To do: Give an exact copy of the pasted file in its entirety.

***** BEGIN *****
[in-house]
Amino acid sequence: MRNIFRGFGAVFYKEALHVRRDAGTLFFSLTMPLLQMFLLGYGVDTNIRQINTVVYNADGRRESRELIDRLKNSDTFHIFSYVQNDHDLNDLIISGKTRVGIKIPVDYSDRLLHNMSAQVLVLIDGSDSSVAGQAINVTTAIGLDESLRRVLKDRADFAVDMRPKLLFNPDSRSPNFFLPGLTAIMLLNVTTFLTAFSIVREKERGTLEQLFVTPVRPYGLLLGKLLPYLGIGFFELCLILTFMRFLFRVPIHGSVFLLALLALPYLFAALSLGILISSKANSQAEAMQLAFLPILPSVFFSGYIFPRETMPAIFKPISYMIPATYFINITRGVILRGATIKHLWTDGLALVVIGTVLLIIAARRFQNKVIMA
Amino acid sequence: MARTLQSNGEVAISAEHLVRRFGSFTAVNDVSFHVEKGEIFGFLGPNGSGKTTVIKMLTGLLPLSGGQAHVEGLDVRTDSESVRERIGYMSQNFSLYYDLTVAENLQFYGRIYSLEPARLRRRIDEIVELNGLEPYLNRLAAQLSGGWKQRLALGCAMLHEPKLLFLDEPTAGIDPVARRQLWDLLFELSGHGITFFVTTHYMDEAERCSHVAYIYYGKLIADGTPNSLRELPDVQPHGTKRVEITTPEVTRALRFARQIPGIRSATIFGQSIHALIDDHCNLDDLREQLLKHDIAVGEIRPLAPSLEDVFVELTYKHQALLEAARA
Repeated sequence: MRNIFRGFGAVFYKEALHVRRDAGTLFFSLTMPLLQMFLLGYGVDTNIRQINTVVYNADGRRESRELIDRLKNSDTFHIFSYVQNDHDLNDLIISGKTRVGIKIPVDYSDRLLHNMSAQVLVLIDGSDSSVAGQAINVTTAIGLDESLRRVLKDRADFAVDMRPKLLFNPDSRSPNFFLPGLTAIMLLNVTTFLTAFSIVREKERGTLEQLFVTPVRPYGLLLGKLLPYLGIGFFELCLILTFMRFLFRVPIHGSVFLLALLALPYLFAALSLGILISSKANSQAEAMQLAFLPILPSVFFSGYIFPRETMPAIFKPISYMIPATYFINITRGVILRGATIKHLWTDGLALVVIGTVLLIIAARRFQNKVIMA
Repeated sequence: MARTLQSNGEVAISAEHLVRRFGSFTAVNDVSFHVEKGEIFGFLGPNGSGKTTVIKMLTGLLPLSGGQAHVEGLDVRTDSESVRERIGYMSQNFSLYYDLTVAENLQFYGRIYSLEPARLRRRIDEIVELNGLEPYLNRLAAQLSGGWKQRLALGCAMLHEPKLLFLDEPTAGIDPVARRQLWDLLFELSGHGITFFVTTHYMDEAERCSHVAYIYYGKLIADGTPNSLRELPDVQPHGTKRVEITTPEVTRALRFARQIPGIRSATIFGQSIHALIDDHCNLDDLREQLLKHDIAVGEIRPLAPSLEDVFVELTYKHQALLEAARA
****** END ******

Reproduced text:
[in-house]
Amino acid sequence: MRNIFRGFGAVFYKEALHVRRDAGTLFFSLTMPLLQMFLLGYGVDTNIRQINTVVYNADGRRESRELIDRLKNSDTFHIFSYVQNDHDLNDLIISGKTRVGIKIPVDYSDRLLHNMSAQVLVLIDGSDSSVAGQAINVTTAIGLDESLRRVLKDRADFAVDMRPKLLFNPDSRSPNFFLPGLTAIMLLNVTTFLTAFSIVREKERGTLEQLFVTPVRPYGLLLGKLLPYLGIGFFELCLILTFMRFLFRVPIHGSVFLLALLALPYLFAALSLGILISSKANSQAEAMQLAFLPILPSVFFSGYIFPRETMPAIFKPISYMIPATYFINITRGVILRGATIKHLWTDGLALVVIGTVLLIIAARRFQNKVIMA
Amino acid sequence: MARTLQSNGEVAISAEHLVRRFGSFTAVNDVSFHVEKGEIFGFLGPNGSGKTTVIKMLTGLLPLSGGQAHVEGLDVRTDSESVRERIGYMSQNFSLYYDLTVAENLQFYGRIYSLEPARLRRRIDEIVELNGLEPYLNRLAAQLSGGWKQRLALGCAMLHEPKLLFLDEPTAGIDPVARRQLWDLLFELSGHGITFFVTTHYMDEAERCSHVAYIYYGKLIADGTPNSLRELPDVQPHGTKRVEITTPEVTRALRFARQIPGIRSATIFGQSIHALIDDHCNLDDLREQLLKHDIAVGEIRPLAPSLEDVFVELTYKHQALLEAARA
Repeated sequence: MRNIFRGFGAVFYKEALHVRRDAGTLFFSLTMPLLQMFLLGYGVDTNIRQINTVVYNADGRRESRELIDRLKNSDTFHIFSYVQNDHDLNDLIISGKTRVGIKIPVDYSDRLLHNMSAQVLVLIDGSDSSVAGQAINVTTAIGLDESLRRVLKDRADFAVDMRPKLLFNPDSRSPNFFLPGLTAIMLLNVTTFLTAFSIVREKERGTLEQLFVTPVRPYGLLLGKLLPYLGIGFFELCLILTFMRFLFRVPIHGSVFLLALLALPYLFAALSLGILISSKANSQAEAMQLAFLPILPSVFFSGYIFPRETMPAIFKPISYMIPATYFINITRGVILRGATIKHLWTDGLALVVIGTVLLIIAARRFQNKVIMA
Repeated sequence: MARTLQSNGEVAISAEHLVRRFGSFTAVNDVSFHVEKGEIFGFLGPNGSGKTTVIKMLTGLLPLSGGQAHVEGLDVRTDSESVRERIGYMSQNFSLYYDLTVAENLQFYGRIYSLEPARLRRRIDEIVELNGLEPYLNRLAAQLSGGWKQRLALGCAMLHEPKLLFLDEPTAGIDPVARRQLWDLLFELSGHGITFFVTTHYMDEAERCSHVAYIYYGKLIADGTPNSLRELPDVQPHGTKRVEITTPEVTRALRFARQIPGIRSATIFGQSIHALIDDHCNLDDLREQLLKHDIAVGEIRPLAPSLEDVFVELTYKHQALLEAARA